I love David Levithan. I'd read many of his books before picking this one up and it didn't disappoint me.
How They Met, and Other Stories is a book of...moreI love David Levithan. I'd read many of his books before picking this one up and it didn't disappoint me.
How They Met, and Other Stories is a book of short stories. This always has its pros and cons. When you love a certain story or specific characters, you never get them for more than twenty pages, which sucks. But if a story isn't for you, hey--maybe the next one will be! My friend read it shortly after I did and, though different stories were her favorites, we both enjoyed it immensely.
Every story in How They Met is about--you guessed it--how a couple met, but sometimes more about what happened after than the actual meeting. The types of relationships vary--two boys, two girls, a boy and a girl--one story even focuses on a boy and his mom. Some of the stories were so perfect I wanted to copy them and hang them in my room. This is a perfect, sweet little book. It would be a great gift to a boyfriend/girlfriend who is a reader since it's pretty romantic-y.(less)
I never had any intention of reading this book. Somehow, despite its being turned into a movie, I had no idea what it was about. My sister decided my...moreI never had any intention of reading this book. Somehow, despite its being turned into a movie, I had no idea what it was about. My sister decided my whole family should read it, so I did.
I ended up giving it five stars. I was invested in the story. I couldn't put it down near the end. I almost cried several times and, despite that the book is quite long, I wished the story had continued because I so wanted to know every detail of the rest of their lives.
I immediately cared about each narrator. I recognized in every character truth from the people in my lives.
There's the quintessential mean girl, Hilly. Who hasn't had a Hilly in their lives?
Elizabeth, high school friend of both Hilly and Skeeter, is the kind of spineless people pleaser that gives mean girls the stage they hold dearly. Elizabeth has a young daughter, whom she graces with very little attention or affection.
Aibileen, Elizabeth's hired help, was kind and loving, but also fierce. She is the first to agree to the potentially life-threatening project the three undertake. I also related to and admired her attempts to help little Mae Mobley love herself and love people of all colors.
Minny is sassy and says all the things the rest of us wish we could. She is brave as many of us wish we could be.
I probably related most of all to Skeeter, who is, like me, a 22-year-old college graduate who wants to be a writer but has no idea how to get there or what she's doing, really.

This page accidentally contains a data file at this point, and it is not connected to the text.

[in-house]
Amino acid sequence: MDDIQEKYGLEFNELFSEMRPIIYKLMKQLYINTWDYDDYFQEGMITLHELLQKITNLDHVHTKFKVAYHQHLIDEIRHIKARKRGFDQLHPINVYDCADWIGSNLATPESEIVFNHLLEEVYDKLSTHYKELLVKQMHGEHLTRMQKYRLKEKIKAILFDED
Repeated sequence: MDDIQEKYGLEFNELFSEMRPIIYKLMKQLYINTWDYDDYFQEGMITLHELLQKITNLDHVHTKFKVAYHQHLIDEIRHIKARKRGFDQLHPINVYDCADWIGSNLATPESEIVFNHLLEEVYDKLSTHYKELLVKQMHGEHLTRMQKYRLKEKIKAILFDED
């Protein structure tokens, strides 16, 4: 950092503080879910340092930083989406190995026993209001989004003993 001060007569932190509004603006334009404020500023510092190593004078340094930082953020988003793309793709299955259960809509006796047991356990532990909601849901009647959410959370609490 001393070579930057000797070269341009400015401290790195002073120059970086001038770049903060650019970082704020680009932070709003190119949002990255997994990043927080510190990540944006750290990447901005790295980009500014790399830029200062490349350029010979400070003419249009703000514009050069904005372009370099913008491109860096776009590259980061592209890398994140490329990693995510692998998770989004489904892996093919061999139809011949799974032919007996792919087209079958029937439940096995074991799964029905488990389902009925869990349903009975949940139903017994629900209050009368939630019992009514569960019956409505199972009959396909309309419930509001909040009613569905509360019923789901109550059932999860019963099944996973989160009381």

There are reviews here that say this book is an author hiding crummy writing behind a topic that can't be criticized. I disagree. Her writing style might not have been the best, but I don't remember thinking about it even once, so if it was sub-par, it was unobtrusive.
But anytime an author creates characters that are so true to life, that remind me of people I know or of how I am or wish I was--characters I can picture existing in real life--that is a huge thing.
I highly, highly recommend this book and can't wait to see the movie!(less)
Moonglass took me a while to get into. I was actually about to return it to the library. It starts out fairly slow--Anna and her father are moving and...moreMoonglass took me a while to get into. I was actually about to return it to the library. It starts out fairly slow--Anna and her father are moving and Anna is mad. The first couple chapters or so deal with this theme.
Push through. Push through until you meet a character named Ashley and see a man crawling down the beach. Because Kirby's greatest strength in Moonglass is her characters. She wrote amazing characters. Characters that are somehow both true to life and completely original. Characters I want to be or know in real life. Ashley, the beach crawler, and another girl named Jillian are the real stars of this novel. They are the catalysts for action and the most entertaining parts.
Moonglass is a book of introspection, not one of action. It's a book that will make you think and feel. It takes a bit to get into and will not be the most exciting book you ever read, but you'll think about it after you finish. You'll remember the characters, and you'll wonder what happened to Anna long after the conclusion.(less)